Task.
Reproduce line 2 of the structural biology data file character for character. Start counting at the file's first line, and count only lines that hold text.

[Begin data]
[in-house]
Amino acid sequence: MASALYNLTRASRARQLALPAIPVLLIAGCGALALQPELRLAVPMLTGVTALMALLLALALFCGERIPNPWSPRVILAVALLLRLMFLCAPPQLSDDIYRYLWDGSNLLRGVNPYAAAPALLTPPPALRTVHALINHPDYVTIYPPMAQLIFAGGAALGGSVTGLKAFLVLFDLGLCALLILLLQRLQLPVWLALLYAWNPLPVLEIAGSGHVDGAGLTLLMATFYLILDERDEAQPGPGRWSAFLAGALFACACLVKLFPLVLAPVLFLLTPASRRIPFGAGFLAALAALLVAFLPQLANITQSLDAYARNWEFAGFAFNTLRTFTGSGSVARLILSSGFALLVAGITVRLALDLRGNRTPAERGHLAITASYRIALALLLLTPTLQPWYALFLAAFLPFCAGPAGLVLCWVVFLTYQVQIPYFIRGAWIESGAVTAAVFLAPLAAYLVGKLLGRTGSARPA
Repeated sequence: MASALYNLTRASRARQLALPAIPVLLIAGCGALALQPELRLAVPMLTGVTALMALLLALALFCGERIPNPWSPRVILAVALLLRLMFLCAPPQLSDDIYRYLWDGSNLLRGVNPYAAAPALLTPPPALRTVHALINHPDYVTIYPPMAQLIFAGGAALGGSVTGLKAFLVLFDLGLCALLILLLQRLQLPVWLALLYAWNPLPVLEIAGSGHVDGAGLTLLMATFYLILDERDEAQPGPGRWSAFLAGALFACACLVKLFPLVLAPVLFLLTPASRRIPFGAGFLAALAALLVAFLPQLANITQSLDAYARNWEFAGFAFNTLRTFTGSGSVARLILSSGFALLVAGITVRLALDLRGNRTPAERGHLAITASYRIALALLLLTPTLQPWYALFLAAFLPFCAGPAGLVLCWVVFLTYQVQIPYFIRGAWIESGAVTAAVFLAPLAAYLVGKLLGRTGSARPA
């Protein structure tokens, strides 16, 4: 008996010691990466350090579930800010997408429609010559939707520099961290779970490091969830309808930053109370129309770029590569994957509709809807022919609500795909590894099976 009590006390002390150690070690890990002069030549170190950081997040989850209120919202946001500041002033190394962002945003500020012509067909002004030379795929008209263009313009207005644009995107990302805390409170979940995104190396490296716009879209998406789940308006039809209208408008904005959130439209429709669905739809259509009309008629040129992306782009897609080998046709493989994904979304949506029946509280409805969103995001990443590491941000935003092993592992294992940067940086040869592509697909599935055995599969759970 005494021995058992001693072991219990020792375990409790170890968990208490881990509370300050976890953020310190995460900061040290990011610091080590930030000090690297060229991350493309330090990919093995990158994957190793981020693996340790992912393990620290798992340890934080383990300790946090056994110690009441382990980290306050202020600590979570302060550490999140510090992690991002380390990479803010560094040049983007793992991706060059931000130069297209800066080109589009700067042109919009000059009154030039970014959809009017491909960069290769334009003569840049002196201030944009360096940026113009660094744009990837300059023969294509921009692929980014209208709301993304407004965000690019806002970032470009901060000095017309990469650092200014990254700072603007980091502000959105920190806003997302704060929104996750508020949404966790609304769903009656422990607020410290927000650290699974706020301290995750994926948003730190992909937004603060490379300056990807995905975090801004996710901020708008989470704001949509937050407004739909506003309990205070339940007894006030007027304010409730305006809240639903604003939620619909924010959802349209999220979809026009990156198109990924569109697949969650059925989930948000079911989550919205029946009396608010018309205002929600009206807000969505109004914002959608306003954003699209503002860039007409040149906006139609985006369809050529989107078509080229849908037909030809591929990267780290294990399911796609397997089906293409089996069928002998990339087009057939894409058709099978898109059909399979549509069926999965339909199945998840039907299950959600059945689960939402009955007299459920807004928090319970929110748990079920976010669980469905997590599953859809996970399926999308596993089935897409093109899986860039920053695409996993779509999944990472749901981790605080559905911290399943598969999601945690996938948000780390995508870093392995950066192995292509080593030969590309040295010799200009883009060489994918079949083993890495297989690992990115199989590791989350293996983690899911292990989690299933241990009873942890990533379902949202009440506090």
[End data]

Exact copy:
Amino acid sequence: MASALYNLTRASRARQLALPAIPVLLIAGCGALALQPELRLAVPMLTGVTALMALLLALALFCGERIPNPWSPRVILAVALLLRLMFLCAPPQLSDDIYRYLWDGSNLLRGVNPYAAAPALLTPPPALRTVHALINHPDYVTIYPPMAQLIFAGGAALGGSVTGLKAFLVLFDLGLCALLILLLQRLQLPVWLALLYAWNPLPVLEIAGSGHVDGAGLTLLMATFYLILDERDEAQPGPGRWSAFLAGALFACACLVKLFPLVLAPVLFLLTPASRRIPFGAGFLAALAALLVAFLPQLANITQSLDAYARNWEFAGFAFNTLRTFTGSGSVARLILSSGFALLVAGITVRLALDLRGNRTPAERGHLAITASYRIALALLLLTPTLQPWYALFLAAFLPFCAGPAGLVLCWVVFLTYQVQIPYFIRGAWIESGAVTAAVFLAPLAAYLVGKLLGRTGSARPA